Packaging waste from online retailers grows by 34% to reach over 10,000 tonnes in 2018 – Repak online shopping report reveals

  • Yet the likes of Ali express, Missguided, Boohoo, Pretty Little Thing, Screwfix.ie and many others are not paying a penny towards the recycling of their packaging in Ireland
  • Repak calls for more online retailers to adopt a leadership position when it comes to paying towards the recycling of their packaging
  • Department and Minister should establish a forum to deal with this packaging

 

 

Key findings

 

  • It costs over €500,000 per year to collect and recycle this packaging – a cost being unfairly borne by Repak members
  • €2bn worth of online sales equating to 33million different consumer goods purchased with clothes and electronics the most popular items
  • Irish shoppers import 27 tonnes of packaging per-day via online shopping – similar to the waste generated by Carlow or Ennis in a year.
  • Some international online retailers are abusing Ireland’s recycling system by dumping over 10,000 tonnes of material, says Repak report – Amazon being a notable exception in this regard
  • Packaging generated from online sales could surpass 100,000 tonnes in Ireland by 2032.

 

The amount of packaging waste generated in Ireland from online shopping outside the state will grow by 34% in 2018. Ireland is now generating over 10,000 tonnes of packaging waste from online shopping per year, up from 7,500 tonnes in 2017. This amount is the equivalent to the size Carlow would generate in packaging waste per year.

 

However, while online shopping provides greater choice and variety for Irish consumers, the cost of recycling the packaging from online sales is borne by domestic Irish businesses which creates an unfair competitive advantage for online retailers. Some of the world’s largest online retailers, such as Ebay, Ali express, Missguided,  Boohoo and Pretty Little Thing place 27 tonnes of waste packaging daily on the Irish market without paying a cent towards the nation’s recycling bill, according to the latest Repak Online Shopping report. Commenting on the continued abuse of Ireland’s laws by larger international online retailers, CEO of Repak, Séamus Clancy said:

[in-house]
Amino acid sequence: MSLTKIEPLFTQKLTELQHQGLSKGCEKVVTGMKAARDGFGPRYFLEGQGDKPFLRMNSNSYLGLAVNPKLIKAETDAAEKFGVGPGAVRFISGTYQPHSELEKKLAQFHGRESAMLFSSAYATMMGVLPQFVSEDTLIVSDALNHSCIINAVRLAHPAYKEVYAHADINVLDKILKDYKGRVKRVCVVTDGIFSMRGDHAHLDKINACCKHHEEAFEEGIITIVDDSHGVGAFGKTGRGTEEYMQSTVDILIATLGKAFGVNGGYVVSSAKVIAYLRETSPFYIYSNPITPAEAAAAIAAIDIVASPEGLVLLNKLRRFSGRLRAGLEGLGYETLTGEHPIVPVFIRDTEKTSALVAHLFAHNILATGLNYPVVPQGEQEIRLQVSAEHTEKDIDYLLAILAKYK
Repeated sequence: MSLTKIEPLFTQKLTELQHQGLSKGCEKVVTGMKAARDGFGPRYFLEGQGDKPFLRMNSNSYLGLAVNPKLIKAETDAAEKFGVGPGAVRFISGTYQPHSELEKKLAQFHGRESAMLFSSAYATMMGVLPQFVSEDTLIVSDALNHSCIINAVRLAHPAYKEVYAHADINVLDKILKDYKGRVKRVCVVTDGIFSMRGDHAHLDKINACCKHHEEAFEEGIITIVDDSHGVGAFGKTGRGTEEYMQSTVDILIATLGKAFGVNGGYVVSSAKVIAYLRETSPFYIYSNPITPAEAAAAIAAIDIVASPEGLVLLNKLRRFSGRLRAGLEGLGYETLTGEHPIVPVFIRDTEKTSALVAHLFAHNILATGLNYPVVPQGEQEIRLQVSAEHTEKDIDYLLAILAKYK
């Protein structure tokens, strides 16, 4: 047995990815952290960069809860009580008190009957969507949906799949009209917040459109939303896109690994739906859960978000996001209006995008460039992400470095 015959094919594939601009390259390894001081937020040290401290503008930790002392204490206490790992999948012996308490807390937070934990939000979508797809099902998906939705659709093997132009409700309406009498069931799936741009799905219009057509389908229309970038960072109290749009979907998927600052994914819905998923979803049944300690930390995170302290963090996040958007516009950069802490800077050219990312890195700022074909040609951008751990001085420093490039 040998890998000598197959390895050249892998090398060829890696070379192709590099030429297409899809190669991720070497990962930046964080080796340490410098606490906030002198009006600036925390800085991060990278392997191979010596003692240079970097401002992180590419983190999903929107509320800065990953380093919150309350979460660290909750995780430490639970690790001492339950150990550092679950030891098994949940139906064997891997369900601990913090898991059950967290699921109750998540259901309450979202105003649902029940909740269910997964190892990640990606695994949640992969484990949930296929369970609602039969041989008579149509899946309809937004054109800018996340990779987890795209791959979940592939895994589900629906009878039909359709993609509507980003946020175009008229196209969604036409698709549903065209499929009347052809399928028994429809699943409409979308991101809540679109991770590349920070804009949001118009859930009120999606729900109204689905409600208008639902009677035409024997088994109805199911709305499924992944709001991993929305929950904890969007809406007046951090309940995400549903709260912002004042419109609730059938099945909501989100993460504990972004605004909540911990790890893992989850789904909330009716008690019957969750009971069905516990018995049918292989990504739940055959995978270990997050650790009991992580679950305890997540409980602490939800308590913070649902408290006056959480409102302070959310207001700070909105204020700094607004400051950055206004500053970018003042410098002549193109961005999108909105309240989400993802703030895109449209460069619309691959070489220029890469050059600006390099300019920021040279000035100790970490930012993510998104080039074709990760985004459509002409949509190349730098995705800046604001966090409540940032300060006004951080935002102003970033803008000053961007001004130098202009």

“Large international online retailers are evading their packaging recycling responsibilities by dumping their packaging waste on the Irish market without paying a penny. Online retailers outside the state continue to use a loop hole in the law to avoid not spending a cent towards the cost of recycling the packaging they deliver to Irish households.

The likes of Ali Express and other large online retailers will dump an estimated 10,049 tonnes on the Irish market in 2018, that’s 27 tonnes per day. This material has to be collected, accounted for and recycled. It is costing €562,738 a year to collect, recycle and recover this packaging from householders, which is extremely unfair to Irish companies and Repak members who are paying to have their packaging recycled and contributing to Ireland’s recycling effort. This must be addressed by the Department of Communications, Climate Action and Environment.

 

However, while Repak is being critical of the retailers mentioned, Amazon are showing leadership with its environmental responsibilities and is currently in the process of joining Repak to financially support the cost of recycling the packaging it is supplying onto the market. Repak is asking other online retailers to follow their example and stand up to their responsibilities.

Following the release of this report, Séamus Clancy warned that online retailers based outside the state have an unfair advantage over Irish companies making contributions towards recycling and that the issue of recycling packaging from large online retailers will get dramatically worse if the Department of Communications, Climate Change and the Environment and the Environmental Protection Agency do not take action.